After the bumpiest plane journey over the Andes in the smallest 'commercial' jet we'd ever seen (19 seats) we arrived in Rurrenabaque ready to make our way to the Amazon jungle! Who'd have thought it would rain in the RAINforest? We didn't... a 2 hour boat ride in what can only be described as a monsoon and we arrived at our lodge soaked to the bone!
Bolivian men don't just like a 'bit on the side', they like a few on the side, especially in Potosi! The majority of Potosi's male population work in the Cerro Rico mine situated above the city and due to the harsh working environments and subsequent short lifespans, they like to ensure they get as much enjoyment out of their years as possible! Having many women leads to having many children and the majority of miners have between 6 and 8 juniors, not necessarily all from their 'official' wife.
The mines produce 80% silver and are divided into cooperatives with no government funding. Conditions are atrocious and the techniques used are pre-historic to say the least having developed marginally in the 500 years the mine has been open (and that's the use of a head torch). They even follow the same traditions and folklores of 500 years ago, believing in 'patchi mama' (mother earth) and the 'uncle', both of whom they celebrate twice a month with lots of alcohol.
I'm sure you're wondering who the 'uncle' is... The uncle is the mountain God and has a very noticeable feature - a MASSIVE dong! Well endowed statues of the uncle are located within each cooperatives' section of the mines and the miners make offerings by placing a lit cigarette into its mouth, coca leaves around its base and pouring alcohol onto various areas including its penis in a blessing for fertility (no wonder they have so many children
We travelled through beautiful Bolivia with the lovely Jane and Rory who prepped us about the art of spending New Year`s in Sydney.
Next stop Peru for some serious hiking!
Its literal translation is 'Red Puma' - The lake isn't red... #awkwardturtle. Supposedly it is shaped like a Puma (though we're not sure we agree). What is for certain though, the Incas believed the sun was born here at the Ilha del Sol which is in the middle of the lake. We stayed in a town called Copacabana (we found out there are lots of copacabanas in South America) and went for the day to the island, hiking its length which took about 4 hours. For such a small island we had to pay THREE 'entrance fees' - one for the northern town, one for the middle hiking trail and one for the southern town! They sure know how to make their money from us tourists!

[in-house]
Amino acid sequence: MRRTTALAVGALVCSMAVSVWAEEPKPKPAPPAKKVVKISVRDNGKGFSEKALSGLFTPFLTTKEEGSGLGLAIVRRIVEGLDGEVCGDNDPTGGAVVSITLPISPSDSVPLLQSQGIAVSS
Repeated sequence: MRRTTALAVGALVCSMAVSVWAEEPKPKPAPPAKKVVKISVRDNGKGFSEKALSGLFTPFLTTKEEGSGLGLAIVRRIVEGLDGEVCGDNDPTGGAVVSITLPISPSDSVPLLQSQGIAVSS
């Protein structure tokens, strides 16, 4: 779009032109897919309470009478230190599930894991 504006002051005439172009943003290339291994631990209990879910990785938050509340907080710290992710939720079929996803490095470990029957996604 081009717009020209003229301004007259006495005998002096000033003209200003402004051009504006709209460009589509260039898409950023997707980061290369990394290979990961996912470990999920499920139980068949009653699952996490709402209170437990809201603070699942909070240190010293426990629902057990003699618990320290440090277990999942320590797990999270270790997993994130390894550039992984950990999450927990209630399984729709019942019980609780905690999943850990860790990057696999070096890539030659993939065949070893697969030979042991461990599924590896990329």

If you ever make the trek though, either practice holding your bladder or be prepared to pee wherever and whenever! I believe the Bolivian term is 'Bano au Naturale'. Oh and we made a little video of our little Lego friends...
As if going to the Amazon wasn't stupid enough, we decided it would be fun to camp the second night. Noooo, don't be silly, not in a tent! A couple of sleeping mats and a mosquito net is all and as we came to bed we were welcomed with a nice jungle surprise... a tarantula awaiting our arrival! On the last day we built a raft and sailed down the river.
Too many poisonous insects, spiders and even trees (yes trees!) to comprehend and a dead-pan tour guide made the Amazon a great laugh. 'This tree... he is not your friend' he would say before explaining how one drip of its sap was enough to kill 10 men!
We were also joined on the island by one of Zoheb´s friends at google maps! (or is it alphabet maps now?) They were also hiking the island carrying their mobile camera set-up to map its trails. Keep your eye out for us on Google street view! #4thtimeluckyforandy